Friday, January 12, 2018

Women objectified in music videos


By Mpoki Thomson

 Seems like every song that gets released these days comes under great scrutiny for some reason. In the recent past we’ve witnessed a list of tracks get banned in the country for having sexually explicit content – both audio and visual.

Let’s admit it, some of us are guilty of ogling; once or twice we sneak a peek at somebody’s body, and just wander off into unchartered territory where only our imagination gets a front row seat.

Being privy to our thoughts, this presents no problem to society, but what happens when women stay half naked on tv screens – flaunting their bodies to all and sundry?

Where do we cross the line to treating a human body like an object of pleasure? Being a video vixen in Tanzania means you’re exposed to the filth that has become part and parcel of our entertainment industry. National Arts Council of Tanzania (BASATA) has tried to curb the level of sexually explicit content that finds its way into bongo music videos.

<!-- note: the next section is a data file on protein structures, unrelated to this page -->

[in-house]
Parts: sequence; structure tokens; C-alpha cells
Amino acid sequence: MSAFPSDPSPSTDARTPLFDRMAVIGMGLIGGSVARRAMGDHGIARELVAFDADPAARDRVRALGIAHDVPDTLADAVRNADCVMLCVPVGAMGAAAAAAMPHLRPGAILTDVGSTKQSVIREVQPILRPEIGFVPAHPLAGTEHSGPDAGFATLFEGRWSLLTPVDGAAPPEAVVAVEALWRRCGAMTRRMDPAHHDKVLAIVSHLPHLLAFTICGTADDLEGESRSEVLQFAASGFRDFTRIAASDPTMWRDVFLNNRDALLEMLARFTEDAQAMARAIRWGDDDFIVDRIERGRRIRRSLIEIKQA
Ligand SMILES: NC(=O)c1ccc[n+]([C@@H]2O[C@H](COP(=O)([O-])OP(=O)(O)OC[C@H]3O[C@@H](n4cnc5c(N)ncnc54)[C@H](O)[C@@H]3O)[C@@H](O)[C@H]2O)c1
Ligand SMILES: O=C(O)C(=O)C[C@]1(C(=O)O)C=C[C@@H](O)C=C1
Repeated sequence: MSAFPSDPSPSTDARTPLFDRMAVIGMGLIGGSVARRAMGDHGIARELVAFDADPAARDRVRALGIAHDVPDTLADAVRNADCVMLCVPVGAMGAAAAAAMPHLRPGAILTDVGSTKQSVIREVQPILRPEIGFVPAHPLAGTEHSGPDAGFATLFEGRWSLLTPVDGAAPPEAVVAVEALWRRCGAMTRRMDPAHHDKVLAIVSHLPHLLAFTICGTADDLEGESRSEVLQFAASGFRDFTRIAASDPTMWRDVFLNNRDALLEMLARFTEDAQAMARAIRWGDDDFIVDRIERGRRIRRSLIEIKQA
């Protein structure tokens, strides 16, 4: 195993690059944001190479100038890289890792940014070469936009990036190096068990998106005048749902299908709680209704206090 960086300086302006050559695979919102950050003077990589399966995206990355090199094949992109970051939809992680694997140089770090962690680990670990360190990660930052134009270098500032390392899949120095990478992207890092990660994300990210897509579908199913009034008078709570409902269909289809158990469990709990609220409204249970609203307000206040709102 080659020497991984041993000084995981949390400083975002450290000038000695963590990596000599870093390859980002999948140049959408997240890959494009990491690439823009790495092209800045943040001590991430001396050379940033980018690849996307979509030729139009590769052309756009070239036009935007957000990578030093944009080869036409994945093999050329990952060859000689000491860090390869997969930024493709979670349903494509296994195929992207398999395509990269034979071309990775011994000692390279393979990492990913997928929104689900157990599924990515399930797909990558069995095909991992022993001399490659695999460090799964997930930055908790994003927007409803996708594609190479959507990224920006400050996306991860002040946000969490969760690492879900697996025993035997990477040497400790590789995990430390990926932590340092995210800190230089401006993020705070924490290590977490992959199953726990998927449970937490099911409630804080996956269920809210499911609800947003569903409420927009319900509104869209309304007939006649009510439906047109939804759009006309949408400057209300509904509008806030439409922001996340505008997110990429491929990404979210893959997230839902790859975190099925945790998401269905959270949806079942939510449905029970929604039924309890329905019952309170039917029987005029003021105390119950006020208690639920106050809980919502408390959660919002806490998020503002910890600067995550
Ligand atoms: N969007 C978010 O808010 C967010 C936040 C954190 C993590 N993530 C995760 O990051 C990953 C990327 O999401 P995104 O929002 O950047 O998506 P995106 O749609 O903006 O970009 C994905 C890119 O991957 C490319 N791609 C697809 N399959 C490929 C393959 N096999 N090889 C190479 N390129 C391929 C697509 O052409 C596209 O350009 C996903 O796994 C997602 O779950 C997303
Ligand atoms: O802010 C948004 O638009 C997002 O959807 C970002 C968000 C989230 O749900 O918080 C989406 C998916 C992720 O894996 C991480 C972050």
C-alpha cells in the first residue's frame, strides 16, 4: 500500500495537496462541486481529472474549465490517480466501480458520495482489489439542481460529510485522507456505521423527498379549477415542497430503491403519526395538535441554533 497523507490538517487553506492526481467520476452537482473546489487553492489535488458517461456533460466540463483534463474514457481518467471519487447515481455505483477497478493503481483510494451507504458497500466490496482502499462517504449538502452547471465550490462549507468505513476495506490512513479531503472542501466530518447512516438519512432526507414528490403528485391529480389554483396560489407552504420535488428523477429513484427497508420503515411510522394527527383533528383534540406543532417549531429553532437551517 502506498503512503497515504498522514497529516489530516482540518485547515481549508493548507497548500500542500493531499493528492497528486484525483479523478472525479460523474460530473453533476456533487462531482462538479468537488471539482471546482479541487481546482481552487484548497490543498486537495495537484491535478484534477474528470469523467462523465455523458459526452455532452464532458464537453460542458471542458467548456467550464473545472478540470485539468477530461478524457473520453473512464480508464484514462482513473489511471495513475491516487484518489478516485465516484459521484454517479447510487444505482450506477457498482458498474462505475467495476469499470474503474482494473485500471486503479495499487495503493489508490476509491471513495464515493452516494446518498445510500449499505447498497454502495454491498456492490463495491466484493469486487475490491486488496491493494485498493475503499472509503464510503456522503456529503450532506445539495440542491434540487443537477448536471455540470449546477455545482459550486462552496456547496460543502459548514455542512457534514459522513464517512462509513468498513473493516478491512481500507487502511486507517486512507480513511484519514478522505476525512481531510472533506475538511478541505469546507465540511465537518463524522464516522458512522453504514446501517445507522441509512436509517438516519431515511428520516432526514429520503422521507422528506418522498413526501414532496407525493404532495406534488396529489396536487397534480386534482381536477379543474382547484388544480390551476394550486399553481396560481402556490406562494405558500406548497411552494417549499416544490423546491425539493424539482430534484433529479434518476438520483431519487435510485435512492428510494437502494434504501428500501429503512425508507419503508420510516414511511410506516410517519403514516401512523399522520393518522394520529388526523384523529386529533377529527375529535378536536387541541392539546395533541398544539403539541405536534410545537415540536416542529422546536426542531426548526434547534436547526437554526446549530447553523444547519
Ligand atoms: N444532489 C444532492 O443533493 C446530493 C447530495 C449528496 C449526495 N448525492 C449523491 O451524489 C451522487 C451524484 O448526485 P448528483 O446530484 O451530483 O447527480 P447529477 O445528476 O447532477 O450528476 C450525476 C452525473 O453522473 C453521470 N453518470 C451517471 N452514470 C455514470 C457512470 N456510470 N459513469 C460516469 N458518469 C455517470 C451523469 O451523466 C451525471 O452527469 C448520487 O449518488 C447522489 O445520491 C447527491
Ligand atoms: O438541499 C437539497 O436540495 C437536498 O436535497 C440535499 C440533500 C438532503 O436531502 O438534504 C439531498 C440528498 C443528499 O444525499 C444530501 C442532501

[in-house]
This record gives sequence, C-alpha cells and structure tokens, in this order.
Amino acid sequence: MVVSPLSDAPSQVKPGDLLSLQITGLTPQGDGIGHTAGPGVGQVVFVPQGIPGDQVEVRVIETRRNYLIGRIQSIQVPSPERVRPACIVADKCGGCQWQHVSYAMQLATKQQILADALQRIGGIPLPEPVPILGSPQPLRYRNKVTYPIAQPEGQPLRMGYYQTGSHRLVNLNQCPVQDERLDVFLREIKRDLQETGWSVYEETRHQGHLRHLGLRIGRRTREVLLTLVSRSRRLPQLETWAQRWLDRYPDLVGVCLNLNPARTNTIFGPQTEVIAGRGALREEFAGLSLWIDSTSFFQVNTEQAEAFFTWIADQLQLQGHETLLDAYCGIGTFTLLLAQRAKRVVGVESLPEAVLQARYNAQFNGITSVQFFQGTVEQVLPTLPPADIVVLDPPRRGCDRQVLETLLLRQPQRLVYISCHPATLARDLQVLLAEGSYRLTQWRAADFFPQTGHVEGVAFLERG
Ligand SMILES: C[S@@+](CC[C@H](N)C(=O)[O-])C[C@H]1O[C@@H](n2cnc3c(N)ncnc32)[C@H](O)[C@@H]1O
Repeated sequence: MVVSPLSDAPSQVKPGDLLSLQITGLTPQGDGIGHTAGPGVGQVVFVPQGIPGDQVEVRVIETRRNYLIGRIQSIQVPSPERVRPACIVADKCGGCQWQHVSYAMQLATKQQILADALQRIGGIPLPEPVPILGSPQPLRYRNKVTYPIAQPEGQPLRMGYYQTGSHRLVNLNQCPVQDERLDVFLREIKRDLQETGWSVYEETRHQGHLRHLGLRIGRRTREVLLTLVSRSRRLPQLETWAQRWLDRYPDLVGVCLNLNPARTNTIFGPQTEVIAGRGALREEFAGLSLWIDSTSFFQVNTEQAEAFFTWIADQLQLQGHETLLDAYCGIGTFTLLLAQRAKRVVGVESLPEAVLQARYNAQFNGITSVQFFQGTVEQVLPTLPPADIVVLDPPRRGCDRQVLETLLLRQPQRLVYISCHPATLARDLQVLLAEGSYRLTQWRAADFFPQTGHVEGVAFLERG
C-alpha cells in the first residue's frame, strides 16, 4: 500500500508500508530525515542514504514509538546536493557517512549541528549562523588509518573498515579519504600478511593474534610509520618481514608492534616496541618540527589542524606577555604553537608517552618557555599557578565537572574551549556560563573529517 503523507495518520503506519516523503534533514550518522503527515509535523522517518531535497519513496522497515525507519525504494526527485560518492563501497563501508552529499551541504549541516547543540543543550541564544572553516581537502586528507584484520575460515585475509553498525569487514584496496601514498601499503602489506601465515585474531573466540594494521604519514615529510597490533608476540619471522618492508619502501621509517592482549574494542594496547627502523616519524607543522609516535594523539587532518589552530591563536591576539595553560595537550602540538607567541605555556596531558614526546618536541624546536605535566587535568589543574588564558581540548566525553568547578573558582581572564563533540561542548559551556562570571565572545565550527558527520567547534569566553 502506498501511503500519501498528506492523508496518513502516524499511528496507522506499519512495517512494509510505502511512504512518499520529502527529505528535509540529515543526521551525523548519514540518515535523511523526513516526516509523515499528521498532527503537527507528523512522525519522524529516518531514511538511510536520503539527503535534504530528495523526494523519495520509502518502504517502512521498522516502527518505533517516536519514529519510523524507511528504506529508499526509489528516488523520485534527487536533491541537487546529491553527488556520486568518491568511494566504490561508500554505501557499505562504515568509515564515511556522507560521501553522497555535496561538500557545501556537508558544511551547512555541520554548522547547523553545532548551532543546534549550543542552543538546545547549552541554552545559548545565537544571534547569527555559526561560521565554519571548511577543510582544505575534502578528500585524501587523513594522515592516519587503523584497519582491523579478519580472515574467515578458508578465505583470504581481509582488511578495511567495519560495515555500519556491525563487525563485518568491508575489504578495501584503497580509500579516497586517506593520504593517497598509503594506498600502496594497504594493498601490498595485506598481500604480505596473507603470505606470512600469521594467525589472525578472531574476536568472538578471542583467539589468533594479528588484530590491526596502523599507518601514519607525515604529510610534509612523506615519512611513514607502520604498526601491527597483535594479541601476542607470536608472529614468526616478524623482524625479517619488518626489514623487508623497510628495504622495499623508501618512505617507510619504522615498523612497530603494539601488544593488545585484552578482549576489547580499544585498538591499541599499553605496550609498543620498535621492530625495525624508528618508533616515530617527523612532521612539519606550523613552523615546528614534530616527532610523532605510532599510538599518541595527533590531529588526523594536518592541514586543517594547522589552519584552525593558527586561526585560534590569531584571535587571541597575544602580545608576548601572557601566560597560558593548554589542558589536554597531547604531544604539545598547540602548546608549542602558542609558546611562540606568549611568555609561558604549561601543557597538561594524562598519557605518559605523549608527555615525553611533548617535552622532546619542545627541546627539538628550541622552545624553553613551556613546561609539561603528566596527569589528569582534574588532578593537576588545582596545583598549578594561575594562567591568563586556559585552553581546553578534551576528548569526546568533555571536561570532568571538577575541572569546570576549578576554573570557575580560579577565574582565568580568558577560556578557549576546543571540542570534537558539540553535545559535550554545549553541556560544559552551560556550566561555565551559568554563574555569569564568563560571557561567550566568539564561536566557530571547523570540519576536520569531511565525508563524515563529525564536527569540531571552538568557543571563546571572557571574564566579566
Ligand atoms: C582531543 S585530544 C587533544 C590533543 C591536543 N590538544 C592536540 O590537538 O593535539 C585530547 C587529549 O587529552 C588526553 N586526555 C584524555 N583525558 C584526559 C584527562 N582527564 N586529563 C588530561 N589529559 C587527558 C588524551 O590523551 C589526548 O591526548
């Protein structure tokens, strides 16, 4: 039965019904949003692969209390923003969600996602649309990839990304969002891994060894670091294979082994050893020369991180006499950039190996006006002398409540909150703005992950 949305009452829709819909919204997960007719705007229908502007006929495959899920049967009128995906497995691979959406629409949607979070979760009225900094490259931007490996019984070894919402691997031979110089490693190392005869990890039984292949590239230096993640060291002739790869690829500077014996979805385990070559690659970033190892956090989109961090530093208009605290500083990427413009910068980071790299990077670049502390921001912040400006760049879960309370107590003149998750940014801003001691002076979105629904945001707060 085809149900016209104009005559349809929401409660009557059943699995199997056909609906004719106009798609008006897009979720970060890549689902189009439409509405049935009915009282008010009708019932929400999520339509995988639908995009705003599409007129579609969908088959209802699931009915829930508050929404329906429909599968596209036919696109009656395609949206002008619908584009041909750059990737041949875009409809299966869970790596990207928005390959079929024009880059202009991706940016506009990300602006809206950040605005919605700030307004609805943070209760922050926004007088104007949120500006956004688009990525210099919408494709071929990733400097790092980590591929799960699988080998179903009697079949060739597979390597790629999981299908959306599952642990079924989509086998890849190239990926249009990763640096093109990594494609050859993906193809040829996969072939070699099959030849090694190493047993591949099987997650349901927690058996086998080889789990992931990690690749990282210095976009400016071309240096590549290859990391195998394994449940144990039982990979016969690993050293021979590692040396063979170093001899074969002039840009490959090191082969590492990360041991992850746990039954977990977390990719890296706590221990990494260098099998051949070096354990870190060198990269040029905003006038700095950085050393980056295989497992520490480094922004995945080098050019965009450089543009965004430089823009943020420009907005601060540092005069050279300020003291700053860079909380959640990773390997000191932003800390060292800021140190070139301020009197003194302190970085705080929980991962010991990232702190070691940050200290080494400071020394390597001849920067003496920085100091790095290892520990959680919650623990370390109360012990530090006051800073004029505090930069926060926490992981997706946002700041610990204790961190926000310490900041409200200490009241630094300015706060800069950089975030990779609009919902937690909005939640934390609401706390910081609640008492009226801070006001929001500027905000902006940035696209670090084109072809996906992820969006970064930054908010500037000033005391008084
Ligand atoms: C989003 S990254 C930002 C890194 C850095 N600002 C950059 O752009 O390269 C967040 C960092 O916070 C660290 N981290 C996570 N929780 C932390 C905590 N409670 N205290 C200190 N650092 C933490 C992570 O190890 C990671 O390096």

Just this week, Deputy Minister of Information, Culture, Arts and Sports, Juliana Shonza wreaked havoc on bongo flava as she ordered for a reinstatement of decorum by identifying ‘bad seeds’ in the entertainment industry who are allegedly ring leaders of promoting sexually explicit content.

She summoned Gift Stamford famously known as ‘Gigy Money’ to her office, and cautioned the artiste against being at loggerheads with the government, for it will only end in the artiste’s detriment.